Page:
The Mississippi House has approved a bill that would lead to the legalization of online sports betting, a move that brings the final outcome closer than ever. The bill, known as The Mississippi Mobile Sports Wagering Act, passed with 97-14 votes in favor of legalization. This act would allow gambling companies to offer mobile sports betting services while complying with brick-and-mortar establishments. The approval of this bill marks a significant step towards the legalization of online sports betting in Mississippi.
Casey Eure, a Republican Representative and the prime sponsor of the bill, has stated that online sports betting could bring in an estimated $25-35 million in tax revenue every year. Currently, illegal sports betting is thriving in the state, with about $3 billion being generated through illegal bets on a yearly basis. Eure believes that legalizing online sports betting would provide an opportunity for the state to add that money to its funds.
The bill initially proposed 12% tax rates on online sports betting, with 8% of that amount going to the state and the remaining 4% going to the localities where the casino is placed. However, after a revision, the authorities decided that the state would use the entire 12% to repair emergency roads and bridges.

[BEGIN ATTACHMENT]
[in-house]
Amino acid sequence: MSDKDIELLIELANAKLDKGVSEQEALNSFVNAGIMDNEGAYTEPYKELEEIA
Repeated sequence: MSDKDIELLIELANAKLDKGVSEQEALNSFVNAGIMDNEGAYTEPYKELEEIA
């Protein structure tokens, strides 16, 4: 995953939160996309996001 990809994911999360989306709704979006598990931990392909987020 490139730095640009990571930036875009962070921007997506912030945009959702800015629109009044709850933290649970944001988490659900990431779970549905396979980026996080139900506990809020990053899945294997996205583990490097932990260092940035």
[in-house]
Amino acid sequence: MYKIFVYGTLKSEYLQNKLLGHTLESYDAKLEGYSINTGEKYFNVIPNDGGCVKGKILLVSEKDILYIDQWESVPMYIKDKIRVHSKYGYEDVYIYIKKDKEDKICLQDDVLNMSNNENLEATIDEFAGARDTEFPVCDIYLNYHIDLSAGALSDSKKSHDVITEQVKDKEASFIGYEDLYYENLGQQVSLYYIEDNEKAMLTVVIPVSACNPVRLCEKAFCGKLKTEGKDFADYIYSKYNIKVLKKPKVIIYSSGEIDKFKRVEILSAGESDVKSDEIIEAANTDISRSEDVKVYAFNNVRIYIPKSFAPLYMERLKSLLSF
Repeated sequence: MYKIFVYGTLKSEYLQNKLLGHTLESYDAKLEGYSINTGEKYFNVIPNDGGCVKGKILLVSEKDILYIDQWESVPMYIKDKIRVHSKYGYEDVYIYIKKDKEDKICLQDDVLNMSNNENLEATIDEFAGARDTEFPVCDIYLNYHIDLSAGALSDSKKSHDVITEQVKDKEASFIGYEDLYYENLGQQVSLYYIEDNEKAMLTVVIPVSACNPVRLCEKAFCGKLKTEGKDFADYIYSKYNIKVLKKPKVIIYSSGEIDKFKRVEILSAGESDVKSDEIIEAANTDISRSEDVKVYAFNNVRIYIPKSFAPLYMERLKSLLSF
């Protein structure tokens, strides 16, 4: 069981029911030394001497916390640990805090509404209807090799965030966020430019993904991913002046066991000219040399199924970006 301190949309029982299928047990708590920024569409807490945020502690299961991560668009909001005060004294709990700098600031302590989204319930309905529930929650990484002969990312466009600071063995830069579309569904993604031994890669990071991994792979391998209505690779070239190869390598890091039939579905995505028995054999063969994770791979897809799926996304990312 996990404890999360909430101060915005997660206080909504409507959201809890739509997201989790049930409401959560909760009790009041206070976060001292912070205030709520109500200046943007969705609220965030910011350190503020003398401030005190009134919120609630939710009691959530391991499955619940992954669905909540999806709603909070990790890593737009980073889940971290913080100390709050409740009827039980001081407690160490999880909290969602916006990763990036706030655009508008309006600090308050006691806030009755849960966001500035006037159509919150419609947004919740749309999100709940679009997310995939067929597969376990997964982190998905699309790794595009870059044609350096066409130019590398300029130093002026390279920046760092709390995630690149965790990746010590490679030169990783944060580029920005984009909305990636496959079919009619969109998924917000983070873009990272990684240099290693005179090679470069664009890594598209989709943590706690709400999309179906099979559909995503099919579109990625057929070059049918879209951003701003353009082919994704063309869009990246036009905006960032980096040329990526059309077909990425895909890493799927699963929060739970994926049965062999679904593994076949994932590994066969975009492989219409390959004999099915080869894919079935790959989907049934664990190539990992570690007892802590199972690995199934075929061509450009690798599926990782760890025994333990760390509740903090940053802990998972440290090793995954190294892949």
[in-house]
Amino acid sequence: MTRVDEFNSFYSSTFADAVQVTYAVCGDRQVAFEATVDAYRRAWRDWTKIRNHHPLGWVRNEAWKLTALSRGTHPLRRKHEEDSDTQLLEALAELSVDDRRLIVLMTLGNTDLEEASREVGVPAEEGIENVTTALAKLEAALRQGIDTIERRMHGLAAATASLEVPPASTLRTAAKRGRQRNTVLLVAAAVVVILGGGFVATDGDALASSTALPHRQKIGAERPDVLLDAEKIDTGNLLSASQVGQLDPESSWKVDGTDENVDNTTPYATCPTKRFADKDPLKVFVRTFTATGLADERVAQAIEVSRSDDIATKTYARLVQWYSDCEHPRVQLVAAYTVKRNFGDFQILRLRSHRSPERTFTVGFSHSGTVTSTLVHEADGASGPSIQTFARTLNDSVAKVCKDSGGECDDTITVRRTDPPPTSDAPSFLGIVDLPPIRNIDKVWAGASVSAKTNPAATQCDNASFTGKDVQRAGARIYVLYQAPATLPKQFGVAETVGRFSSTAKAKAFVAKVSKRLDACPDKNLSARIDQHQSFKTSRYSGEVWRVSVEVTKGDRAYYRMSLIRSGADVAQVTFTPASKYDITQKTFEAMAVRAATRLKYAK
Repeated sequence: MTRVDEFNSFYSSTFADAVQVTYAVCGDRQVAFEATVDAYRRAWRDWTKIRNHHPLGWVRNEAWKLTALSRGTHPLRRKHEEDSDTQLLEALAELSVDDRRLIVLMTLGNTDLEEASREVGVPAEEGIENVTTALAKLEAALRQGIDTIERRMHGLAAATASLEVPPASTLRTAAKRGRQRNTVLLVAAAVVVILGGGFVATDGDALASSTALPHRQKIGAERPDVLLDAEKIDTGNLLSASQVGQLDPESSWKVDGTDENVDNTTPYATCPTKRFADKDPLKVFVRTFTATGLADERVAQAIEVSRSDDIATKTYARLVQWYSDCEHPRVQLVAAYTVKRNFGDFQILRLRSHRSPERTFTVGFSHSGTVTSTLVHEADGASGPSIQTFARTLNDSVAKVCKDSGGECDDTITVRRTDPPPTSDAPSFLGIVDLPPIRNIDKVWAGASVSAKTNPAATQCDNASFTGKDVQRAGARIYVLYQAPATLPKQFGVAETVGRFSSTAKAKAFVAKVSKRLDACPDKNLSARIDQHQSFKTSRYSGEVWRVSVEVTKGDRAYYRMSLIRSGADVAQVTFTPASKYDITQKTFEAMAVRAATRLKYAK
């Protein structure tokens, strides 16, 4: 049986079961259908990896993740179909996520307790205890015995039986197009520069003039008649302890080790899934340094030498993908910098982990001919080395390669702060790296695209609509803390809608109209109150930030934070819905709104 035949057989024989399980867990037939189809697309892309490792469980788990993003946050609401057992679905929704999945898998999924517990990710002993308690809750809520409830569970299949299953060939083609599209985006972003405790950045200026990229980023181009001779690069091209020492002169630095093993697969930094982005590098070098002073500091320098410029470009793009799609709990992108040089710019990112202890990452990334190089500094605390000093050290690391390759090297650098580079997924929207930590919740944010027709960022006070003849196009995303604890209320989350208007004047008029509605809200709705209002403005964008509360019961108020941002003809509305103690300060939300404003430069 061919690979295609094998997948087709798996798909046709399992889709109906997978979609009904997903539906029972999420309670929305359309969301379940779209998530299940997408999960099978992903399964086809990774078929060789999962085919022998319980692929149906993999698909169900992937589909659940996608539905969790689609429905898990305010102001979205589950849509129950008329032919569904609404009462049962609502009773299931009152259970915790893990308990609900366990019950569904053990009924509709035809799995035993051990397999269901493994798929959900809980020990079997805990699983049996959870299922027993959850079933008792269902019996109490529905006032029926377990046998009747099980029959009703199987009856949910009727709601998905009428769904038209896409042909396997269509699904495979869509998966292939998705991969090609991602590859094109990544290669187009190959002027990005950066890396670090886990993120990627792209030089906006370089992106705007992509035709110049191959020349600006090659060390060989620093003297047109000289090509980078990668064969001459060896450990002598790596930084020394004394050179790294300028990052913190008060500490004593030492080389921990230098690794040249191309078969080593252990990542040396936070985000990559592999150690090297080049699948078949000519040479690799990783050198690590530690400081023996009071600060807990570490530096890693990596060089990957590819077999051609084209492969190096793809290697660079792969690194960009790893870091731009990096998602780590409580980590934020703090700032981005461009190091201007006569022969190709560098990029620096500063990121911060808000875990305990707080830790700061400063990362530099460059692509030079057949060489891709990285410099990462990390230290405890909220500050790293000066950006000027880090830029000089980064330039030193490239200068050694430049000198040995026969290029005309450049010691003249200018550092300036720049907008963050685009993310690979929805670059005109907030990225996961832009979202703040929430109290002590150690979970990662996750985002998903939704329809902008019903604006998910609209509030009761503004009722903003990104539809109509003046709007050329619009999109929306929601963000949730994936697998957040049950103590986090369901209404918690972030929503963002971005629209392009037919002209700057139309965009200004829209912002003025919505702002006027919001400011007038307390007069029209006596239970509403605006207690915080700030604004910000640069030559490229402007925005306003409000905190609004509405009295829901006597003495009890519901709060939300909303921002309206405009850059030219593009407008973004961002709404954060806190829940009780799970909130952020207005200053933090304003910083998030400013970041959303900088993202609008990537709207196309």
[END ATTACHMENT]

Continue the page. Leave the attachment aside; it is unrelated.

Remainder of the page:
However, concerns and doubts have been voiced by Robert Johnson, a House Democratic Leader. He is concerned about partnerships that will have to occur in order to establish a healthy climate for the industry to thrive. There is a worry that gambling platforms may choose to partner with small casinos instead of the renowned Mississippi Gulf Coast casinos. Johnson proposed a new amendment to ensure that all casinos would receive their shares of revenue. Although the amendment was not approved by the Republicans, Johnson remains positive that mobile sports betting will be legalized soon.
The next step towards legalization is sending the bill to the Mississippi State Senate for approval, a move that could bring online sports betting one step closer to becoming a reality in Mississippi.